LB: One of the biggest challenges I see in new moms struggling with breastfeeding is lack of support. In my opinion, support is a key ingredient to success with breastfeeding. At The Birth Center, we provide our mothers with several resources to ensure they have many avenues of support once they are discharged from the hospital. We welcome them to call our lactation office for support anytime issues arise. I strongly suggest a consult with a certified Lactation Consultant (I.B.C.L.C.) if there are concerns with infant’s weight gain, milk supply or mother’s comfort level with breastfeeding.
For general support, I encourage moms to reach out to local breastfeeding support groups, call Tennessee’s free 24/7 Breastfeeding Helpline, or contact a Breastfeeding Peer Counselor at their local WIC office. Often, it is a close friend or family member with breastfeeding experience that can provide the best support system for a new mom. I highly encourage moms to reach out to friends and family members and have their number on speed dial! In addition to having clinical and local resources available, having a close friend or family member in your corner cheering you on as you reach breastfeeding milestones can be a great encouragement and provide the support you need as you and your little one venture through your breastfeeding journey.
Is there a point at which you advise your patients that it’s ok to quit breastfeeding due to struggles and challenges?
CP: Deciding to stop breastfeeding is a very personal decision for a mother. It’s a fine line that we walk as we support and give information to mothers. We follow mothers for many weeks, months, and even years through phone calls, mom’s groups, and consults. We encourage moms not to quit on a bad day. Some days are very stressful and others days are bright and sunny in their journey. We try to give mothers the best support and management of their particular situation. If a mother has made the choice to stop breastfeeding for whatever reason, we support her in that process. We often provide information on slow weaning to prevent complications for mothers as well. We truly enjoy helping mothers reach their goals and consider it a privilege to share in their journey.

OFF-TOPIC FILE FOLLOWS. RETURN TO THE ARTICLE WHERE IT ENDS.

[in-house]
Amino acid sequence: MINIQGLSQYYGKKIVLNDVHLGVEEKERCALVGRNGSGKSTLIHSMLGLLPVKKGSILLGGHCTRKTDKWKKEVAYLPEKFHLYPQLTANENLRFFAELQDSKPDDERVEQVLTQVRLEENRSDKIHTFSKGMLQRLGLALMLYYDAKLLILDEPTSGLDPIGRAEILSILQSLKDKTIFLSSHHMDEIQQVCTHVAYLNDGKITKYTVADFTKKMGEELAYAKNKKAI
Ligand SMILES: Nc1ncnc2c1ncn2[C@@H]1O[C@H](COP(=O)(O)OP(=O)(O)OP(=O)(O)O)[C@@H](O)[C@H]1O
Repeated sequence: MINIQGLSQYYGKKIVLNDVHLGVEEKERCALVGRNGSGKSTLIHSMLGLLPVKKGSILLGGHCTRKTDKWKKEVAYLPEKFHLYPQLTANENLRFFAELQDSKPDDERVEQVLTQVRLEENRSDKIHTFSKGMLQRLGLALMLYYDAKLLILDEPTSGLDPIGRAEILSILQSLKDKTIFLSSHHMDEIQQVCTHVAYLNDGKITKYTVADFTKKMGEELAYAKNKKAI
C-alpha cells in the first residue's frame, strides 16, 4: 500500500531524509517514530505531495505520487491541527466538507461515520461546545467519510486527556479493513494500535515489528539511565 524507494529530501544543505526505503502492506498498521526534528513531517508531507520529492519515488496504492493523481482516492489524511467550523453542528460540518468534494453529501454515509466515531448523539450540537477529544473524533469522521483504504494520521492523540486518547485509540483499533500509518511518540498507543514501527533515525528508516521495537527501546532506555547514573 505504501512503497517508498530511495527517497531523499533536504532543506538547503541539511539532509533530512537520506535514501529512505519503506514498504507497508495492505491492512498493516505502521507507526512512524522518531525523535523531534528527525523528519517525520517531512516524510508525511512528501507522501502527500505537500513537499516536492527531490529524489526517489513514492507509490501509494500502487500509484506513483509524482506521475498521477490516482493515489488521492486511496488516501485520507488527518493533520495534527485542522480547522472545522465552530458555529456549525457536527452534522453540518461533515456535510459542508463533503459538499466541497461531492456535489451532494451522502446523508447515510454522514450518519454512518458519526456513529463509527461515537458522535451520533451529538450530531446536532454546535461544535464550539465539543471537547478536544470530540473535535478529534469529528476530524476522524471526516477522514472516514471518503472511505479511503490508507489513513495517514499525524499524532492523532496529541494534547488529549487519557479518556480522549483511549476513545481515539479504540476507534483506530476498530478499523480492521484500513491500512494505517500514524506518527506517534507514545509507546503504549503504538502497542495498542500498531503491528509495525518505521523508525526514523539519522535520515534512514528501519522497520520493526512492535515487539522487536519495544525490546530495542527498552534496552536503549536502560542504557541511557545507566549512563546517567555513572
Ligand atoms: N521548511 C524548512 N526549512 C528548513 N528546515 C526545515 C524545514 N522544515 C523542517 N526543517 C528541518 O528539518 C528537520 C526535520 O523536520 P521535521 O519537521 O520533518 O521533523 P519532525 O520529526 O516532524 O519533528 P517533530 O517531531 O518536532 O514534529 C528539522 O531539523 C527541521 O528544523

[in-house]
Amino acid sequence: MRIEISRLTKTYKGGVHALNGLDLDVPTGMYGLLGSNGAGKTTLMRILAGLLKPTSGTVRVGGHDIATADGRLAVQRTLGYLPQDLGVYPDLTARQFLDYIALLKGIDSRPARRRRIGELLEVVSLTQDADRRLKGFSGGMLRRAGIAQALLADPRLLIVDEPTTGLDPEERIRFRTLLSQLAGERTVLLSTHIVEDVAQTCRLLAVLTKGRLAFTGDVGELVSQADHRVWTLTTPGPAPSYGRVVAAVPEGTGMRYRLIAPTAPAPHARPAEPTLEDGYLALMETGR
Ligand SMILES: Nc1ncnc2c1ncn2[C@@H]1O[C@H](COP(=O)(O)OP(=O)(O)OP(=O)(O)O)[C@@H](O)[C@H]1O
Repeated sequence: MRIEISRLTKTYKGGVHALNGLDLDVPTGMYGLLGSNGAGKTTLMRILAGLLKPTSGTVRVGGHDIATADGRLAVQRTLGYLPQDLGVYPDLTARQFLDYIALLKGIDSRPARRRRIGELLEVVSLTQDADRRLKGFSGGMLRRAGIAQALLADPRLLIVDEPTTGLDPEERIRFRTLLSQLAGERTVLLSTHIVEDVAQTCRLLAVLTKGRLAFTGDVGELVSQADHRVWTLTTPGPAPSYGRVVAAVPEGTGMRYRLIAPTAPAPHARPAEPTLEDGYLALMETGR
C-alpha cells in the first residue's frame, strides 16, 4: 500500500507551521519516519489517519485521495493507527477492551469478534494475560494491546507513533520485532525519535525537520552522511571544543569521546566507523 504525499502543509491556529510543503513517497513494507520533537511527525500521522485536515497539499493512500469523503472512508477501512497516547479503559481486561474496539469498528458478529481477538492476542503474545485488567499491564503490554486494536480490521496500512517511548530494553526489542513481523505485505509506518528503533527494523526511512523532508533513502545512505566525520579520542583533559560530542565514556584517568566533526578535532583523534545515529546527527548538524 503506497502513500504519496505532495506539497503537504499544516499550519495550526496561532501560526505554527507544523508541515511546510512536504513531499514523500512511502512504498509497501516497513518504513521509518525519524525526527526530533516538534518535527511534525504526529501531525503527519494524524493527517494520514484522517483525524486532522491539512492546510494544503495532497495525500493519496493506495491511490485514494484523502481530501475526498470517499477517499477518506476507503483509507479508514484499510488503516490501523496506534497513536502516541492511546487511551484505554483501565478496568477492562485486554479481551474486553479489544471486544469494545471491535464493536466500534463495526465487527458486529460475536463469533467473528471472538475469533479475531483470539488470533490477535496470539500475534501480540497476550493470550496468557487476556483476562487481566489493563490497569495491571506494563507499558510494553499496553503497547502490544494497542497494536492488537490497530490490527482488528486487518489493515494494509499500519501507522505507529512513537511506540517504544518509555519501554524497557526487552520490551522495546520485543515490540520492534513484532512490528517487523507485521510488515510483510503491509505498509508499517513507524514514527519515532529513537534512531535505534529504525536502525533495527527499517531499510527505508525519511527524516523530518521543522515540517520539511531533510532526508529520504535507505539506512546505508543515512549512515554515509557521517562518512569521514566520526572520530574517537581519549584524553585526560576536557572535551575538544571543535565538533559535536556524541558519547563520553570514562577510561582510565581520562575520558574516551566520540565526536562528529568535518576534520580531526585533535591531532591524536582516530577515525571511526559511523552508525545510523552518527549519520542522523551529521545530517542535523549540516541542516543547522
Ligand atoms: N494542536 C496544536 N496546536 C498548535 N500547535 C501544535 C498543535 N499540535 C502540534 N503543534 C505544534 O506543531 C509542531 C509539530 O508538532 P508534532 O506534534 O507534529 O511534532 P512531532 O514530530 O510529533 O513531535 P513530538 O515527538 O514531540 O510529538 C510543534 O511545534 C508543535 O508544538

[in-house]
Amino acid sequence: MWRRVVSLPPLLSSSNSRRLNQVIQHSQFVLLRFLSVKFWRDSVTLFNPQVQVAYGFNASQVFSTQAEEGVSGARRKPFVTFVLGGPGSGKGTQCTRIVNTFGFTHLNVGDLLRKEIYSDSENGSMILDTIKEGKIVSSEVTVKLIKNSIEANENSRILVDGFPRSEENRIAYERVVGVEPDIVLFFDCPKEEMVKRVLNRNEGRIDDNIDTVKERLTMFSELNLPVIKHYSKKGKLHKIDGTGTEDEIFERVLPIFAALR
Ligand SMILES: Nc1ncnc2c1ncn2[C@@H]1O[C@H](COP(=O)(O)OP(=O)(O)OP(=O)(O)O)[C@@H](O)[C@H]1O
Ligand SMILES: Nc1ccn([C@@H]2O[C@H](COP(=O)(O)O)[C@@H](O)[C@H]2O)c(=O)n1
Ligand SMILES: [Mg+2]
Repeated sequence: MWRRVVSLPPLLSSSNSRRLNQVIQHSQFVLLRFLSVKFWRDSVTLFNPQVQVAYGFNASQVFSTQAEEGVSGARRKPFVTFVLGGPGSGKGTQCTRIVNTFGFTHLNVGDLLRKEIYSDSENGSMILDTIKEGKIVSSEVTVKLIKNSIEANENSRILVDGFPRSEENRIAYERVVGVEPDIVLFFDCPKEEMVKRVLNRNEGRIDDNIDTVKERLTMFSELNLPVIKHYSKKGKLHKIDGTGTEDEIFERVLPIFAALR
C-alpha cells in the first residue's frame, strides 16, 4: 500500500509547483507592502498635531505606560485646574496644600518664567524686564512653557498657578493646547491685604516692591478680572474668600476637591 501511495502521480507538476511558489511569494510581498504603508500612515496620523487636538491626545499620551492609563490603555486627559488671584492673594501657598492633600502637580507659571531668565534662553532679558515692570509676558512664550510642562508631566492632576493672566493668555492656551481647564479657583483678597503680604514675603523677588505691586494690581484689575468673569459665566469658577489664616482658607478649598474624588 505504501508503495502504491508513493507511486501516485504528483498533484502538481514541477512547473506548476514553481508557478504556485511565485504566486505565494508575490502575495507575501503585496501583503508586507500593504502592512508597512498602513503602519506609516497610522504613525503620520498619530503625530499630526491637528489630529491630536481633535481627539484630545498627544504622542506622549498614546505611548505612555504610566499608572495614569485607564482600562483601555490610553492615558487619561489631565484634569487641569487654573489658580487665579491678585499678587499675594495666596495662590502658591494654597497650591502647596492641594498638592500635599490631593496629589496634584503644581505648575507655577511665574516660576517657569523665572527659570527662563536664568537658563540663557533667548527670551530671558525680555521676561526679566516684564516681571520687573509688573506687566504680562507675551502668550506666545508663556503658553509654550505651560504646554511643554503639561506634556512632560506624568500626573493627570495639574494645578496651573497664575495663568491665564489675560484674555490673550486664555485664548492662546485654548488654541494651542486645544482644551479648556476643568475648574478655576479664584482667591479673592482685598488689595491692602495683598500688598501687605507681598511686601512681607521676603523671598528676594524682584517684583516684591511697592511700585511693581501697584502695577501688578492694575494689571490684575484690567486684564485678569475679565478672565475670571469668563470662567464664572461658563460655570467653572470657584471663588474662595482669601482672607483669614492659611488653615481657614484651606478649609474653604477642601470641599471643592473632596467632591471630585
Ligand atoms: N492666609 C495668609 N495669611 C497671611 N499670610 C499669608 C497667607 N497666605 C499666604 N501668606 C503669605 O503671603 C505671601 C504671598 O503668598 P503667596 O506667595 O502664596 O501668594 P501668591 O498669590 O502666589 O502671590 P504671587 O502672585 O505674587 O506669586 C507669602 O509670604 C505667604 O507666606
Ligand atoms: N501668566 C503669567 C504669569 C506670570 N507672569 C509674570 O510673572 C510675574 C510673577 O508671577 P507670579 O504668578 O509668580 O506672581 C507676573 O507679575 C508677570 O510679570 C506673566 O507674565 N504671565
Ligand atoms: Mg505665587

LB: As a Lactation Consultant, I am an advocate for mom, baby and the breastfeeding relationship. It is my duty to provide moms with the most recent evidence-based information and recommendations regarding breastfeeding. Once I know a mom has received adequate education, ample support and her concerns have been addressed, then I feel confident the mom can make an informed decision regarding how she chooses to continue feeding her baby. I never want a mom to quit breastfeeding without having all resources provided to her but the decision to quit is never mine to make. It is the mom’s decision how she chooses to feed her baby and that decision should not receive judgment regardless of the choice made. At The Birth Center, we ensure moms have all the information and support needed to make an informed decision on how best to feed their baby and then support their decision. Ultimately, it’s their choice.
To learn about resources available for breastfeeding moms, visit the La Leche League website at llli.org.